Monday, September 28, 2009

Walking In A Moving World


English land/conceptual artist/sculpture Richard Long's recent retrospective at the Tate Museum is discussed at Revolutionary Boredom, excerpted here:

"In terms of artistic production...more how [these works] produce an artwork from such immaterial practices. Not only do they attempt to represent a walk, a fleeting experience in itself, but they represent that walk via experiential factors rather than reference (as in a regular map) to solid and identifiable objects like trees or castles or whatever. Most typical of this category is the ‘textwork’, usually a list of observations, feelings or conditions from a walk. The status of one of Long’s textworks is complicated, as it presumably has some personal meaning to Long himself yet remains only suggestive to the observer. Most of the details – including the date and place included on each work – are irrelevant and unverifiable. What these textworks comment upon is not the walk itself, nor the place walked, but the relationship between experiential moment and material representation."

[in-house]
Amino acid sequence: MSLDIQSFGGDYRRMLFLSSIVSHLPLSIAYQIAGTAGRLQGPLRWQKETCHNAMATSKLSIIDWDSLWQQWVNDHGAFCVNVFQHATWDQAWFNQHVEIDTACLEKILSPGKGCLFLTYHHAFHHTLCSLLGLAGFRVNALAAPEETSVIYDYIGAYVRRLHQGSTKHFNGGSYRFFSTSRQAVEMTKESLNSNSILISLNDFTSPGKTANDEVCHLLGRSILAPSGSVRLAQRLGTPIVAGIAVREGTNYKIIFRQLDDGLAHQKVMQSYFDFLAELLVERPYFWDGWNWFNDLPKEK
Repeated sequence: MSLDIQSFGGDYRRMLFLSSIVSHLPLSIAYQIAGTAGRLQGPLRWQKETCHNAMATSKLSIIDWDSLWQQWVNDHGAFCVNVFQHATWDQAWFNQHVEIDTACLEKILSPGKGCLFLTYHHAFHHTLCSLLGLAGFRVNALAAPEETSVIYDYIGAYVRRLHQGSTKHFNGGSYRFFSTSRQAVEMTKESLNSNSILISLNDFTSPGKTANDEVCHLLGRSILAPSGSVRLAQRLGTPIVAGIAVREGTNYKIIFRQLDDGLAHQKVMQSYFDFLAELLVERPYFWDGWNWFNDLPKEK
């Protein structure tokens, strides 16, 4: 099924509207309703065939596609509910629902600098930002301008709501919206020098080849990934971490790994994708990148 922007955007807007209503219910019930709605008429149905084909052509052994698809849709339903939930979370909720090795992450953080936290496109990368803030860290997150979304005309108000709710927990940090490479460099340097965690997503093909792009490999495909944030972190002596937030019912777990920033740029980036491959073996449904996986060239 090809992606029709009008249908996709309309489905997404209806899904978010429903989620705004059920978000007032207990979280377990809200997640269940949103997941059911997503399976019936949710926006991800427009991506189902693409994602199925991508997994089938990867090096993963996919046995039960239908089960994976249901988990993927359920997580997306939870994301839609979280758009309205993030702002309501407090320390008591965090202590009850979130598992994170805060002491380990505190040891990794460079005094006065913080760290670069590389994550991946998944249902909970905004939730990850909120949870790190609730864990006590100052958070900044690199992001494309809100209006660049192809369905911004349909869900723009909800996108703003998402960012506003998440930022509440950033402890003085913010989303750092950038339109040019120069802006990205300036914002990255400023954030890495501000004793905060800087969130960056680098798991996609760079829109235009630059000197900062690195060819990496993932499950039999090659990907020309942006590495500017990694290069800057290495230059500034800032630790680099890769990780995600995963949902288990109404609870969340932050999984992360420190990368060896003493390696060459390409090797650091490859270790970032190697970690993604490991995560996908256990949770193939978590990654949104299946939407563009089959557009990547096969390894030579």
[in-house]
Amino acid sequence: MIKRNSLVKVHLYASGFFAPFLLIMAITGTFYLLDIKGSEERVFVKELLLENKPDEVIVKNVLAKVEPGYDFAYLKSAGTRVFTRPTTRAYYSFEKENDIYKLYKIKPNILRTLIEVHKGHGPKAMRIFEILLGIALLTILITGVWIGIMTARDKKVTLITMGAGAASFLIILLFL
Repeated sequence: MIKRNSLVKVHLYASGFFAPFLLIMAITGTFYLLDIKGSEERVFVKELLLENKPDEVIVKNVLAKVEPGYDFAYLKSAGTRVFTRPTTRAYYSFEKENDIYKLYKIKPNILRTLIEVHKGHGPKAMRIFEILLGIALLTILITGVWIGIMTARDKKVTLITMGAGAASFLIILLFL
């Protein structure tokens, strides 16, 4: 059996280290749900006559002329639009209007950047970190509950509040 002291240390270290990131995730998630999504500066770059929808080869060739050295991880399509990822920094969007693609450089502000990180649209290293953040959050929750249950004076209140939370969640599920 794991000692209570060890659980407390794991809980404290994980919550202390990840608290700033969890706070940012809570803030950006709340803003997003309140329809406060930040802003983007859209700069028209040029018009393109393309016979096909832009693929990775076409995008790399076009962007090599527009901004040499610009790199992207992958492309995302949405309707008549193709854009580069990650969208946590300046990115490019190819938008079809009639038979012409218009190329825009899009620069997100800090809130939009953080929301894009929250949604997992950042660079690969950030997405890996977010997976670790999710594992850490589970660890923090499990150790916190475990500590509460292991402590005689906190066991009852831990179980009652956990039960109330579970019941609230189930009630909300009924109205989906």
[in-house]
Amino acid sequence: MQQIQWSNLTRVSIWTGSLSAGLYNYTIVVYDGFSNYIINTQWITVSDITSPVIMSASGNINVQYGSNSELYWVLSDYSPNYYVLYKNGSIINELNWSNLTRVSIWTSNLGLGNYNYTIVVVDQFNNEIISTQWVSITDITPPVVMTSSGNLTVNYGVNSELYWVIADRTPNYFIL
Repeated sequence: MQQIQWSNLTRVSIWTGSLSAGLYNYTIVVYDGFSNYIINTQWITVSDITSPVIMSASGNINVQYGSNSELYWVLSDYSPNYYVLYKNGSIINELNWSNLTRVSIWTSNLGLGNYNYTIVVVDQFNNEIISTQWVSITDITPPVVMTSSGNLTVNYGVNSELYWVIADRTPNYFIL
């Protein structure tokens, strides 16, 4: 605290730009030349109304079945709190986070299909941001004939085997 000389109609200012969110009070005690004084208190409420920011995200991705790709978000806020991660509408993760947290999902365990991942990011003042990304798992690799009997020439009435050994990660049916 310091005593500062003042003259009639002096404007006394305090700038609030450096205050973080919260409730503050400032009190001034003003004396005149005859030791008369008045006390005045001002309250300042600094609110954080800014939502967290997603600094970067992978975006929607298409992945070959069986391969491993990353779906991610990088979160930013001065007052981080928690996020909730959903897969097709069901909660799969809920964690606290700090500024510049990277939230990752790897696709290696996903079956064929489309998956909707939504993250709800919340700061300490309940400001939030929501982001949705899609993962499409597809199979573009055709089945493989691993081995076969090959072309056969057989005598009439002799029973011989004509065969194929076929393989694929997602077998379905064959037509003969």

Beyond the originality of Long's art (and its transitory nature), what interests me here is the notion of a text commenting in some unique and immediate way on "the relationship between experiential moment and material representation." This insight can be generalized to a great many modernist and postmodern practices, and relates to many of the narratives/discourses we might consider innovative.

In terms of form, Long's "textworks," collected here, can be seen as a form of concrete poetry, (though they also remind one of Francis Ponge's "object" poetry, in their refined consideration for the evocation of specific moment) and could be of considerable interest to students of writing.

(Note: Richard Long was one of the many sixties artists surveyed in Suzaan Boettger's comprehensive Earthworks: Art and Landscape of the Sixties.)

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